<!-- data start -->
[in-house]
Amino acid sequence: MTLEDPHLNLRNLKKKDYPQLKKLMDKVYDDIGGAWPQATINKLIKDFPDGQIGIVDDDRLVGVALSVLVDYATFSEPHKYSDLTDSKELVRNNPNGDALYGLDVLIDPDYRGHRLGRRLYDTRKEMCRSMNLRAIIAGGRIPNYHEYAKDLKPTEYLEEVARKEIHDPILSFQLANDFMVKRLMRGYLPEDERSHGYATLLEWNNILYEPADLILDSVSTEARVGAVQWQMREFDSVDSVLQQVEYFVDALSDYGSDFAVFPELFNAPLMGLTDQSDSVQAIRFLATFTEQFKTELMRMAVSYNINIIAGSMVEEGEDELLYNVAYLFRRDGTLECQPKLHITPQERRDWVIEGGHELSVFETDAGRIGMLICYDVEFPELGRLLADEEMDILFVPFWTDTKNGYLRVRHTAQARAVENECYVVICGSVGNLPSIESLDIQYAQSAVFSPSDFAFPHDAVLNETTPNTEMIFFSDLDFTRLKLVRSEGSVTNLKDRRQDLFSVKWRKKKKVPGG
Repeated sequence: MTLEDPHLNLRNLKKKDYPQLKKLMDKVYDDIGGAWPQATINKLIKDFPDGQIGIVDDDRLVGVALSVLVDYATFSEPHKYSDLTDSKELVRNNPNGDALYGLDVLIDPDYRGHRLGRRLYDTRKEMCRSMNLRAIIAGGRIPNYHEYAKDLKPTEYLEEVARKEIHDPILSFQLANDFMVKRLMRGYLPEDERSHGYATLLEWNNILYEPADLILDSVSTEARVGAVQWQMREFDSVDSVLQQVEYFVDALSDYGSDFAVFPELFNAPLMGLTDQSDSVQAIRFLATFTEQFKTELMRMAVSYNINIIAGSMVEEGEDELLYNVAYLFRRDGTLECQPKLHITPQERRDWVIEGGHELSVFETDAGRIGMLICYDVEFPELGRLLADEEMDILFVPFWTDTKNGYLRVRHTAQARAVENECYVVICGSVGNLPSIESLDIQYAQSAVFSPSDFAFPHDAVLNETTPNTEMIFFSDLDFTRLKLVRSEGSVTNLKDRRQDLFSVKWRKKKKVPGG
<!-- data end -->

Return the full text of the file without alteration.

[in-house]
Amino acid sequence: MTLEDPHLNLRNLKKKDYPQLKKLMDKVYDDIGGAWPQATINKLIKDFPDGQIGIVDDDRLVGVALSVLVDYATFSEPHKYSDLTDSKELVRNNPNGDALYGLDVLIDPDYRGHRLGRRLYDTRKEMCRSMNLRAIIAGGRIPNYHEYAKDLKPTEYLEEVARKEIHDPILSFQLANDFMVKRLMRGYLPEDERSHGYATLLEWNNILYEPADLILDSVSTEARVGAVQWQMREFDSVDSVLQQVEYFVDALSDYGSDFAVFPELFNAPLMGLTDQSDSVQAIRFLATFTEQFKTELMRMAVSYNINIIAGSMVEEGEDELLYNVAYLFRRDGTLECQPKLHITPQERRDWVIEGGHELSVFETDAGRIGMLICYDVEFPELGRLLADEEMDILFVPFWTDTKNGYLRVRHTAQARAVENECYVVICGSVGNLPSIESLDIQYAQSAVFSPSDFAFPHDAVLNETTPNTEMIFFSDLDFTRLKLVRSEGSVTNLKDRRQDLFSVKWRKKKKVPGG
Repeated sequence: MTLEDPHLNLRNLKKKDYPQLKKLMDKVYDDIGGAWPQATINKLIKDFPDGQIGIVDDDRLVGVALSVLVDYATFSEPHKYSDLTDSKELVRNNPNGDALYGLDVLIDPDYRGHRLGRRLYDTRKEMCRSMNLRAIIAGGRIPNYHEYAKDLKPTEYLEEVARKEIHDPILSFQLANDFMVKRLMRGYLPEDERSHGYATLLEWNNILYEPADLILDSVSTEARVGAVQWQMREFDSVDSVLQQVEYFVDALSDYGSDFAVFPELFNAPLMGLTDQSDSVQAIRFLATFTEQFKTELMRMAVSYNINIIAGSMVEEGEDELLYNVAYLFRRDGTLECQPKLHITPQERRDWVIEGGHELSVFETDAGRIGMLICYDVEFPELGRLLADEEMDILFVPFWTDTKNGYLRVRHTAQARAVENECYVVICGSVGNLPSIESLDIQYAQSAVFSPSDFAFPHDAVLNETTPNTEMIFFSDLDFTRLKLVRSEGSVTNLKDRRQDLFSVKWRKKKKVPGG